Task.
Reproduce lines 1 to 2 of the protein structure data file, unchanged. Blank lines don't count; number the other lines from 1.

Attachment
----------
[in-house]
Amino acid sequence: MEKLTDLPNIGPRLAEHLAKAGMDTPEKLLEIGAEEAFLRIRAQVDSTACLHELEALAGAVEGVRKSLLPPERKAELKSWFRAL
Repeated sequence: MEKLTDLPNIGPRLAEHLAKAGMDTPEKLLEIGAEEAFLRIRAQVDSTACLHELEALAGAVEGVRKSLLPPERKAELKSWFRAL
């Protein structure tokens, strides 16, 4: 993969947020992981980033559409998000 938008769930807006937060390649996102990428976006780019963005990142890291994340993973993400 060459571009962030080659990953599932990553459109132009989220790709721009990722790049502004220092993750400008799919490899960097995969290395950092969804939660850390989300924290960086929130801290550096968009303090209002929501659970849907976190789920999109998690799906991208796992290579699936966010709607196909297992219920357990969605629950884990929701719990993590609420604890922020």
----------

[in-house]
Amino acid sequence: MEKLTDLPNIGPRLAEHLAKAGMDTPEKLLEIGAEEAFLRIRAQVDSTACLHELEALAGAVEGVRKSLLPPERKAELKSWFRAL